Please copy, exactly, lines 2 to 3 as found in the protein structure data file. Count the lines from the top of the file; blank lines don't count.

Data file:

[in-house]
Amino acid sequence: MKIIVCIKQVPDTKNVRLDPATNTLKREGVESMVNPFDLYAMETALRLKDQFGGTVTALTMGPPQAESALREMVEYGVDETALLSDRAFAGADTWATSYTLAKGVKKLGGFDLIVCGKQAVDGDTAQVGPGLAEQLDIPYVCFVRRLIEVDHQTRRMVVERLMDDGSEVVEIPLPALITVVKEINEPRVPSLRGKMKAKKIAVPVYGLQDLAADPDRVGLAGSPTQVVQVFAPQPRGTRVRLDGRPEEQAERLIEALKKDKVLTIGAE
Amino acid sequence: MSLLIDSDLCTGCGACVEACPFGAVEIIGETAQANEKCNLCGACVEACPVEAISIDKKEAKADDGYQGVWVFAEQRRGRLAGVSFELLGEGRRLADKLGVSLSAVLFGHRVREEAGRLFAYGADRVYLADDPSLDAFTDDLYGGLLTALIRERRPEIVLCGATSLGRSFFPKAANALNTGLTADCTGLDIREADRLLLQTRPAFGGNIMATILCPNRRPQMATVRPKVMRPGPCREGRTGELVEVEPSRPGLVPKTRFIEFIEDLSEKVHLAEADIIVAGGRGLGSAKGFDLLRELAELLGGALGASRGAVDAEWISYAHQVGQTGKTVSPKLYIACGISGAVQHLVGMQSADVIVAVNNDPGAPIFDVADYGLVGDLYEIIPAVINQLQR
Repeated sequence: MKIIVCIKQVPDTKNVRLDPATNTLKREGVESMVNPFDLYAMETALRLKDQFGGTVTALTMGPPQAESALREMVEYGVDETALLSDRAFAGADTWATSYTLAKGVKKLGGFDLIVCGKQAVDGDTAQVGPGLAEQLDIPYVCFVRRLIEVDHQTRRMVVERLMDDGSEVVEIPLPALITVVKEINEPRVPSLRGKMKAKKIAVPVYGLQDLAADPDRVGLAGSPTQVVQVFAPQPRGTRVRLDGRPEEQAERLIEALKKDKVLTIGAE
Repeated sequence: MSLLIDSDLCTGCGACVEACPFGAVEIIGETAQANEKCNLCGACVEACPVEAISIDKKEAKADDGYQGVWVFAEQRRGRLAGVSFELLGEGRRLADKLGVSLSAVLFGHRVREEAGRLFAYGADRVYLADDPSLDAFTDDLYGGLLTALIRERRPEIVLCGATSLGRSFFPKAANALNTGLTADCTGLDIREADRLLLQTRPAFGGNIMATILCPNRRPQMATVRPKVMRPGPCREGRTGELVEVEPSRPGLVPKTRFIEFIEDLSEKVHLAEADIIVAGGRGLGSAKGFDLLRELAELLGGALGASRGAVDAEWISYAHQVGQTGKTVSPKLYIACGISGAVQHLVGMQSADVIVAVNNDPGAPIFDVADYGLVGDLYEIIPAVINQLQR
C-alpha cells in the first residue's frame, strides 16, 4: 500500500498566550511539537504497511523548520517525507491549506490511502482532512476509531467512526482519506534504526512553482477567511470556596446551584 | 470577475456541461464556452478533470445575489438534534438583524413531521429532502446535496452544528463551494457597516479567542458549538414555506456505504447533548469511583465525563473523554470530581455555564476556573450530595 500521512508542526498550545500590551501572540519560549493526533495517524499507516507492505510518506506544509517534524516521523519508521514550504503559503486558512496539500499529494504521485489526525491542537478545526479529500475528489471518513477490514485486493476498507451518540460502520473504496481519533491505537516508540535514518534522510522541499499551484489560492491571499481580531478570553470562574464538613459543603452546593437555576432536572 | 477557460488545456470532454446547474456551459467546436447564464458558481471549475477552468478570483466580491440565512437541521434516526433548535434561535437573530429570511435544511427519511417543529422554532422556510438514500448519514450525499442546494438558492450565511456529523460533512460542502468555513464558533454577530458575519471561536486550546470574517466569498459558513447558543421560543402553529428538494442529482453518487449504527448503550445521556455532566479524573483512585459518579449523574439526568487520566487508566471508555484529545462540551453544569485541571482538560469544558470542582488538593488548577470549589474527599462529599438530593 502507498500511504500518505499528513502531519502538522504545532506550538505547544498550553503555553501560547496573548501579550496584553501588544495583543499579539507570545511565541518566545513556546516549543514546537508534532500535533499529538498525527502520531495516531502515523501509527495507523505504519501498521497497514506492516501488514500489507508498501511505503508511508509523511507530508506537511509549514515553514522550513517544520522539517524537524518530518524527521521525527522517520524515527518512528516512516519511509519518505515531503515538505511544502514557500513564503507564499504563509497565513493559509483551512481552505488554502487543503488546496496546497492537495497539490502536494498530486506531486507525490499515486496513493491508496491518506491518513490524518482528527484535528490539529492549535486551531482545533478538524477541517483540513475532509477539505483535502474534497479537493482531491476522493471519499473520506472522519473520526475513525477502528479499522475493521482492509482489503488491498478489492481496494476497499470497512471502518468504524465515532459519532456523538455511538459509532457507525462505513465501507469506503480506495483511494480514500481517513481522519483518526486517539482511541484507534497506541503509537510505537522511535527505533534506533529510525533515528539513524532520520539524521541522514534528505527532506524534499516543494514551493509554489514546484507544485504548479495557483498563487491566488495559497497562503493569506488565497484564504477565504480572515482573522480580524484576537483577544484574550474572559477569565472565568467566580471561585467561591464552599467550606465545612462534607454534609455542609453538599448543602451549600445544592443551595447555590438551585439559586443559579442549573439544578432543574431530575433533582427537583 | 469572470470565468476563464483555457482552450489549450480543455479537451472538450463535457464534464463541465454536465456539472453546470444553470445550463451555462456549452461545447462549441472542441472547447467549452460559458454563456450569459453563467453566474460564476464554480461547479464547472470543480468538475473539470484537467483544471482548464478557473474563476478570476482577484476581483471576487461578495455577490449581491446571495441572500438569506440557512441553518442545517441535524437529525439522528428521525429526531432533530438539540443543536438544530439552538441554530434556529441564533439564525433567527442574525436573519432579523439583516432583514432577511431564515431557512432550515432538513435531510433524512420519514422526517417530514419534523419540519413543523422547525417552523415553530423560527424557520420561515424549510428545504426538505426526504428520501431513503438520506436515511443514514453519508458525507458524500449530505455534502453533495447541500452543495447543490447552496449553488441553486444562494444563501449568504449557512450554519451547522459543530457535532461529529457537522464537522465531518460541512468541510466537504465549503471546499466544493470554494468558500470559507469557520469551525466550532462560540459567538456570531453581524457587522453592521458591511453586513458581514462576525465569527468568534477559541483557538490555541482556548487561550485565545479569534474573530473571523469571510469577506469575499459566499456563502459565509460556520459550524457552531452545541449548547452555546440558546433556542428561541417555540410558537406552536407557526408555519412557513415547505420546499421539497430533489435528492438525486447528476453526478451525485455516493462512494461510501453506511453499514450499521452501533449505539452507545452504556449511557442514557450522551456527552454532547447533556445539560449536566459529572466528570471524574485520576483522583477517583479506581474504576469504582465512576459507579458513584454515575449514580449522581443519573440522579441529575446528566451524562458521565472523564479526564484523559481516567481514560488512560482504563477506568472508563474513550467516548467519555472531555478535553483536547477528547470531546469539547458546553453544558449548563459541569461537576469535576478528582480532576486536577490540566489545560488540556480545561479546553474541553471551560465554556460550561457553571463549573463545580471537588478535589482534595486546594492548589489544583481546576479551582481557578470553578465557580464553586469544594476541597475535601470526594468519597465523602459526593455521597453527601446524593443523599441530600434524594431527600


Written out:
Amino acid sequence: MKIIVCIKQVPDTKNVRLDPATNTLKREGVESMVNPFDLYAMETALRLKDQFGGTVTALTMGPPQAESALREMVEYGVDETALLSDRAFAGADTWATSYTLAKGVKKLGGFDLIVCGKQAVDGDTAQVGPGLAEQLDIPYVCFVRRLIEVDHQTRRMVVERLMDDGSEVVEIPLPALITVVKEINEPRVPSLRGKMKAKKIAVPVYGLQDLAADPDRVGLAGSPTQVVQVFAPQPRGTRVRLDGRPEEQAERLIEALKKDKVLTIGAE
Amino acid sequence: MSLLIDSDLCTGCGACVEACPFGAVEIIGETAQANEKCNLCGACVEACPVEAISIDKKEAKADDGYQGVWVFAEQRRGRLAGVSFELLGEGRRLADKLGVSLSAVLFGHRVREEAGRLFAYGADRVYLADDPSLDAFTDDLYGGLLTALIRERRPEIVLCGATSLGRSFFPKAANALNTGLTADCTGLDIREADRLLLQTRPAFGGNIMATILCPNRRPQMATVRPKVMRPGPCREGRTGELVEVEPSRPGLVPKTRFIEFIEDLSEKVHLAEADIIVAGGRGLGSAKGFDLLRELAELLGGALGASRGAVDAEWISYAHQVGQTGKTVSPKLYIACGISGAVQHLVGMQSADVIVAVNNDPGAPIFDVADYGLVGDLYEIIPAVINQLQR